• that he would accept democratic constitution of all the local jamats and for the Central Jamat Board to be elected directly by the community, and that this body should be consulted by him in all matters affecting the welfare of the community;
  • that he will abolish all non-Islamic collection of taxes called wajebat and several other taxes at the time of death, such as ruku’ chiththi (recommendation letter that the deceased has paid all his dues and should be welcomed to paradise), etc.; 
  • that there should be no baraat (excommunication) of an individual member or a family of the community, which is a form of religious tyranny… membership of a community is a voluntary thing;
  • that he will put an end to conferring honorary titles based solely on payment of large sums of money;  
  • that he should abolish restrictions on dress, both for men and women;
  • that there should be no payment of so-called deposits for men to grow beards;
  • that the crude rules of iddat be reformed bringing it in accord with the Islamic principle;
  • that there should be an end to feminine khatna (circumcission) which is a form of female genital mutilation is therefore un-Islamic;
  • that a council of scholars and a database of da’wa literature be established; the community scholars should have easy access to da’wa collection of manuscripts both in Surat and Mumbai and that it is a community property; acquisition of religious knowledge is not a monopoly of the clergy or a specific group; all the manuscripts need to be properly catalogued and special steps be taken for their preservation;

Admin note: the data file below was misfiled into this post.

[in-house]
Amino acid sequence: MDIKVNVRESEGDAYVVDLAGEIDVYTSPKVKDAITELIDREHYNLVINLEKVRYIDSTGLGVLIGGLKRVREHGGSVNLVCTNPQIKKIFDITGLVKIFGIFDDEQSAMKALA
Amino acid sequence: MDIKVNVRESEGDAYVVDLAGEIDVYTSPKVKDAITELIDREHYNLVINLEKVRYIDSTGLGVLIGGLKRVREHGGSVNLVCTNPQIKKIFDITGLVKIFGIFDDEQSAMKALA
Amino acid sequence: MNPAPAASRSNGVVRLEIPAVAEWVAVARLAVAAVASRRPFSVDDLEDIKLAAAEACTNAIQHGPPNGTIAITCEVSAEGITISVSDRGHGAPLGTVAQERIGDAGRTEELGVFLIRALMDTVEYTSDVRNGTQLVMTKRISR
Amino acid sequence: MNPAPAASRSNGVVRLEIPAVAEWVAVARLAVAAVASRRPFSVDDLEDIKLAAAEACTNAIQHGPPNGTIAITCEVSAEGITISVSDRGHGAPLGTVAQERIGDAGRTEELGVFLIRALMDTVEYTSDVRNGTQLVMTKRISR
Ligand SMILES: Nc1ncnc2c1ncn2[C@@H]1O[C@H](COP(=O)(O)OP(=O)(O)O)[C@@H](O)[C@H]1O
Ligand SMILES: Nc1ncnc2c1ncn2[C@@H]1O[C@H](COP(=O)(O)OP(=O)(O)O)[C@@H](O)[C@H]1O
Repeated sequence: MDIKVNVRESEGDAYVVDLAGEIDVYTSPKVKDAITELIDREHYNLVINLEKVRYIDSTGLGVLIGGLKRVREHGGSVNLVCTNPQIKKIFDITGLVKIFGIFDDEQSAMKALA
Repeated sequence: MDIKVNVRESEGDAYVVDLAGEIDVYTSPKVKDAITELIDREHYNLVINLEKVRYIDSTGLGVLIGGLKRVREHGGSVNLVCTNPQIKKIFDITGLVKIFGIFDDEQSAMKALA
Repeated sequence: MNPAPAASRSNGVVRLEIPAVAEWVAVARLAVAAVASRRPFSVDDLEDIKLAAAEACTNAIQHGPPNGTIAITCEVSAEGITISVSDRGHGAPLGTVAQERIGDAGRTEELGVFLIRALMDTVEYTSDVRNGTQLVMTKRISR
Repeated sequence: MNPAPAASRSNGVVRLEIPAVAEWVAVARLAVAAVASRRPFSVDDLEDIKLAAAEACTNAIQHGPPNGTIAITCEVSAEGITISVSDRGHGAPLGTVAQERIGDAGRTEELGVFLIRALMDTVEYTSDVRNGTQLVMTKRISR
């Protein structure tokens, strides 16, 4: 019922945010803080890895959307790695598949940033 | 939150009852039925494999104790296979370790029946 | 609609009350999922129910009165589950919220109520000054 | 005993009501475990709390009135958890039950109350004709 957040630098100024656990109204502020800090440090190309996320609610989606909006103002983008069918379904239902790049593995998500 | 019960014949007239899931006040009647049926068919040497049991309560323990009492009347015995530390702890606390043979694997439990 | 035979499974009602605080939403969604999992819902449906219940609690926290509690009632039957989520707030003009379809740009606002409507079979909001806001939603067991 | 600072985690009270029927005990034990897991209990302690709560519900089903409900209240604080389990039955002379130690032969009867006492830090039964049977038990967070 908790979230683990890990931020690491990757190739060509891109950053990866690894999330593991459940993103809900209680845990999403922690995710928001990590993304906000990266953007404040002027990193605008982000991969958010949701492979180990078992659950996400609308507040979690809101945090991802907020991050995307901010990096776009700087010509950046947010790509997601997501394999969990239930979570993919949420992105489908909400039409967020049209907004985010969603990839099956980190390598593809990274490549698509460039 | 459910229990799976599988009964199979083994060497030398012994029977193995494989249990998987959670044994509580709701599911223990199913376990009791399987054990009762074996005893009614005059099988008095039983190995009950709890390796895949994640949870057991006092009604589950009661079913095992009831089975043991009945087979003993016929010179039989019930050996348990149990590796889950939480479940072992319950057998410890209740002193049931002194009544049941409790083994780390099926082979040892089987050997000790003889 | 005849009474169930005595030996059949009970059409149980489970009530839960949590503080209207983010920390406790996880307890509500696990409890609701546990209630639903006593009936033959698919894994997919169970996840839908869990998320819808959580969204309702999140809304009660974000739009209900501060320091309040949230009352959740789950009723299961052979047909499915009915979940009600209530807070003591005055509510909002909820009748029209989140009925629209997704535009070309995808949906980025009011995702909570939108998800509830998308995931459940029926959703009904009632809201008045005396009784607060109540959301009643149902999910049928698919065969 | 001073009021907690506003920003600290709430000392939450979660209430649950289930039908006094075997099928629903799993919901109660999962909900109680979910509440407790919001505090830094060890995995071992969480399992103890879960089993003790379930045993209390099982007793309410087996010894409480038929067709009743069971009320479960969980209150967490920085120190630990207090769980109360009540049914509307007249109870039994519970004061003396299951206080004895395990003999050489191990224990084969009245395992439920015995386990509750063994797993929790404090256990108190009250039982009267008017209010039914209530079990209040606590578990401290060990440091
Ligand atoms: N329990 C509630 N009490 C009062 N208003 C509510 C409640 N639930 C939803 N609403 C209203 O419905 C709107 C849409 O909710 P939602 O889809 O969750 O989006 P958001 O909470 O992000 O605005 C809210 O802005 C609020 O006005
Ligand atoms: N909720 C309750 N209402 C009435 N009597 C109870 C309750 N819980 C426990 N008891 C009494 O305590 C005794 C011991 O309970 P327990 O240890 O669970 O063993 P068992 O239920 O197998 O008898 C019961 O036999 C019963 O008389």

• that a fund/trust be set to support future generation of young Bohras pursuing the study of Tayyibi Ismailism and related fields, or to pursue legal advocacy and revision of detrimental statues and laws that serve as justification for the da’is hold on power;
  • that reforms in the educational institutions (madrasas, and the seminary at Surat) should be carried out and for that purpose a committee of highly qualified scholars be established; 
  • that the custom imposed by Tahir Saifuddin to obtain raza (permission) for each and every petty matter is against the teachings of Islam and should be abolished;  
  • that he should declare his predecessors’ claim to have authority over the  jan (soul) or mal (property) of a member of the community as totally against the basic Islamic teachings and bring it to an end;
  • that he should be easily accessible to any member of the community and listen to his/her complaint and access should not be controlled by a coterie of henchmen around him, in short, there should not be either an iron or bamboo curtain around him;
  • that efforts should be directed towards building a civil society that not only includes the admirable charitable, educational, and social welfare organizations, but also an alternative religious or scholarly elite to prevent the attrition of Bohras to other branches of Islam, and provide the progressive spiritual guidance that is sorely needed.